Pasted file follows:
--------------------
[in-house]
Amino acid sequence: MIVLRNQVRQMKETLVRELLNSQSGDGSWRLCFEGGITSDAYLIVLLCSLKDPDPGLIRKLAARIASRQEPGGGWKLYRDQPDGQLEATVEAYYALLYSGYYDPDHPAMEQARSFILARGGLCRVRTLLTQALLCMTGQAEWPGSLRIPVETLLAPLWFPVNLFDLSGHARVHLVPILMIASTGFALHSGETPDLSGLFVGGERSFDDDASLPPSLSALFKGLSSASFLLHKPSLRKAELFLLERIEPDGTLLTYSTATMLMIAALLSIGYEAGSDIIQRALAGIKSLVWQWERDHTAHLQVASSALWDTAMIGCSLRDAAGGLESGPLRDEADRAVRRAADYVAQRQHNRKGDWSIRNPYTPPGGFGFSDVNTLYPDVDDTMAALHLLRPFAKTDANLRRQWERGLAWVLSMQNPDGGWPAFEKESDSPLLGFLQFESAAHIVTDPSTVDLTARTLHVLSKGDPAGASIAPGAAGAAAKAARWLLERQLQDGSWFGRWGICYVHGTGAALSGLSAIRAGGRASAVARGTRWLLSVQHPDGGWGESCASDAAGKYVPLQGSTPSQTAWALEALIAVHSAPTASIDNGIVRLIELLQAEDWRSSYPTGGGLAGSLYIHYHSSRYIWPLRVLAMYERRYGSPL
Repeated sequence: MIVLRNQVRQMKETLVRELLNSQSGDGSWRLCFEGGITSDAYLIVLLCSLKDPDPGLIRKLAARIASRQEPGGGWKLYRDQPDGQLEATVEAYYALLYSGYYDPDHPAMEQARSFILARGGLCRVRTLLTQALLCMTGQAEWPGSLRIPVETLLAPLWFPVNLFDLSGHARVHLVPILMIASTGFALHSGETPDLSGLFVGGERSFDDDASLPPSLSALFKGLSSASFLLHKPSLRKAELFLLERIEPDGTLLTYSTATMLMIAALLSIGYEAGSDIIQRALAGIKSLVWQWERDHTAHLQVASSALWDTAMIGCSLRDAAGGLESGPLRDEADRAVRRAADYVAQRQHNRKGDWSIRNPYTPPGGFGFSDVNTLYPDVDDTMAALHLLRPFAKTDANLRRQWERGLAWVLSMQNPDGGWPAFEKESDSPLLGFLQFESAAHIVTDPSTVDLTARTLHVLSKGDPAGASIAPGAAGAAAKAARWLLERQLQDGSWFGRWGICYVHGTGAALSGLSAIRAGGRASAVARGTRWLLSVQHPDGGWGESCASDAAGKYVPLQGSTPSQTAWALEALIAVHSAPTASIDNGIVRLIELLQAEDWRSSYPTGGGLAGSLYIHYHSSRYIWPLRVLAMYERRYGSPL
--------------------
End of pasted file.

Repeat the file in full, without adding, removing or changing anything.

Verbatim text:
[in-house]
Amino acid sequence: MIVLRNQVRQMKETLVRELLNSQSGDGSWRLCFEGGITSDAYLIVLLCSLKDPDPGLIRKLAARIASRQEPGGGWKLYRDQPDGQLEATVEAYYALLYSGYYDPDHPAMEQARSFILARGGLCRVRTLLTQALLCMTGQAEWPGSLRIPVETLLAPLWFPVNLFDLSGHARVHLVPILMIASTGFALHSGETPDLSGLFVGGERSFDDDASLPPSLSALFKGLSSASFLLHKPSLRKAELFLLERIEPDGTLLTYSTATMLMIAALLSIGYEAGSDIIQRALAGIKSLVWQWERDHTAHLQVASSALWDTAMIGCSLRDAAGGLESGPLRDEADRAVRRAADYVAQRQHNRKGDWSIRNPYTPPGGFGFSDVNTLYPDVDDTMAALHLLRPFAKTDANLRRQWERGLAWVLSMQNPDGGWPAFEKESDSPLLGFLQFESAAHIVTDPSTVDLTARTLHVLSKGDPAGASIAPGAAGAAAKAARWLLERQLQDGSWFGRWGICYVHGTGAALSGLSAIRAGGRASAVARGTRWLLSVQHPDGGWGESCASDAAGKYVPLQGSTPSQTAWALEALIAVHSAPTASIDNGIVRLIELLQAEDWRSSYPTGGGLAGSLYIHYHSSRYIWPLRVLAMYERRYGSPL
Repeated sequence: MIVLRNQVRQMKETLVRELLNSQSGDGSWRLCFEGGITSDAYLIVLLCSLKDPDPGLIRKLAARIASRQEPGGGWKLYRDQPDGQLEATVEAYYALLYSGYYDPDHPAMEQARSFILARGGLCRVRTLLTQALLCMTGQAEWPGSLRIPVETLLAPLWFPVNLFDLSGHARVHLVPILMIASTGFALHSGETPDLSGLFVGGERSFDDDASLPPSLSALFKGLSSASFLLHKPSLRKAELFLLERIEPDGTLLTYSTATMLMIAALLSIGYEAGSDIIQRALAGIKSLVWQWERDHTAHLQVASSALWDTAMIGCSLRDAAGGLESGPLRDEADRAVRRAADYVAQRQHNRKGDWSIRNPYTPPGGFGFSDVNTLYPDVDDTMAALHLLRPFAKTDANLRRQWERGLAWVLSMQNPDGGWPAFEKESDSPLLGFLQFESAAHIVTDPSTVDLTARTLHVLSKGDPAGASIAPGAAGAAAKAARWLLERQLQDGSWFGRWGICYVHGTGAALSGLSAIRAGGRASAVARGTRWLLSVQHPDGGWGESCASDAAGKYVPLQGSTPSQTAWALEALIAVHSAPTASIDNGIVRLIELLQAEDWRSSYPTGGGLAGSLYIHYHSSRYIWPLRVLAMYERRYGSPL